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It's Been Said Before

By Orin Hargraves

It's Been Said Before "examines why certain phrases become clichés and why they should be avoided -- or why they still have life left in them."

New from Cambridge University Press!


Sounds Fascinating

By J. C. Wells

How do you pronounce biopic, synod, and Breughel? - and why? Do our cake and archaic sound the same? Where does the stress go in stalagmite? What's odd about the word epergne? As a finale, the author writes a letter to his 16-year-old self.

Academic Paper

Title: Phonological changes during the transition from one-word to productive word combination
Author: Katsura Aoyama
Email: click here TO access email
Institution: Texas Tech University Health Sciences Center
Author: Ann M. Peters
Email: click here TO access email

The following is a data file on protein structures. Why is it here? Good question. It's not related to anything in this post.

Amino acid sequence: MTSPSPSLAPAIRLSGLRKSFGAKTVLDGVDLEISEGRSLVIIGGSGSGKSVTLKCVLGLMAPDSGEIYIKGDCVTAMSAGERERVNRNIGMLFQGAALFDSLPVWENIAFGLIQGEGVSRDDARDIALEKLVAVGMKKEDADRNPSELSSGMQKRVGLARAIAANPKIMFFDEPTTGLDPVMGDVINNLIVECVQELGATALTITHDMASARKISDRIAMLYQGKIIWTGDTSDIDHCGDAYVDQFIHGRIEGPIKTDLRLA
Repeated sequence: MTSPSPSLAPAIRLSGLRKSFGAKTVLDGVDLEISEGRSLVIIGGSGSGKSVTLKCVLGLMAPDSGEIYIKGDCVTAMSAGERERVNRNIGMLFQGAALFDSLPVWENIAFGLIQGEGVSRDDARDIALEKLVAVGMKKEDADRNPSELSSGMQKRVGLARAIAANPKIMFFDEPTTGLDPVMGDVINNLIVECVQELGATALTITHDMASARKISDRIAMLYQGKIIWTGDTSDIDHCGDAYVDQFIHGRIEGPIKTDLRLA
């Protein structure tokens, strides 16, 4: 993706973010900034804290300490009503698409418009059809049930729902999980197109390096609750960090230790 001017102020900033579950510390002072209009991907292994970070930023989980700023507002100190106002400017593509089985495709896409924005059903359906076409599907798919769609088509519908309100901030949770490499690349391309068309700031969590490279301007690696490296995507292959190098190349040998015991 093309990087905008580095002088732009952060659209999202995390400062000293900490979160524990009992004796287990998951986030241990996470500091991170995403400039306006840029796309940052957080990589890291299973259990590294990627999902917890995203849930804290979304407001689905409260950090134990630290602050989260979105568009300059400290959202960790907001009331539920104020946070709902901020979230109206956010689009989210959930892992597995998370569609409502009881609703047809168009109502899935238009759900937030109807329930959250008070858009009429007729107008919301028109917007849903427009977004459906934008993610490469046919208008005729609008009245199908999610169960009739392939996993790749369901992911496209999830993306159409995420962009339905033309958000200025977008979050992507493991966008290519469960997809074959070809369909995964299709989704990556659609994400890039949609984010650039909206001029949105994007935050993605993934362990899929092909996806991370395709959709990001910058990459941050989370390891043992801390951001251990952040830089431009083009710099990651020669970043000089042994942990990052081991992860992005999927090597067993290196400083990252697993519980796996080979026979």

Institution: University of Hawai'i at Mānoa
Author: Kimberly S WIinchester
Institution: Early Childhood Intervention Program
Linguistic Field: Language Acquisition; Phonology
Abstract: We investigated developmental changes during the transition from one-word to two-word production, focusing on strategies to lengthen utterances phonologically and to control utterances suprasegmentally. We hypothesized that there is a period of reorganization at the onset of word combinations indicated by decreases in both filler syllables (Fillers) and final syllable lengthening (FSL). The data are from a visually impaired child (Seth) between 1 ; 6.21 and 1 ; 10.26. Seth produced many Fillers until 1 ; 9 when their number decreased for about two weeks after which they changed in nature. FSL was observed until 1 ; 8, but diminished at 1 ; 9. These two regressions coincide with the onset of word combination.


This article appears IN Journal of Child Language Vol. 37, Issue 1.

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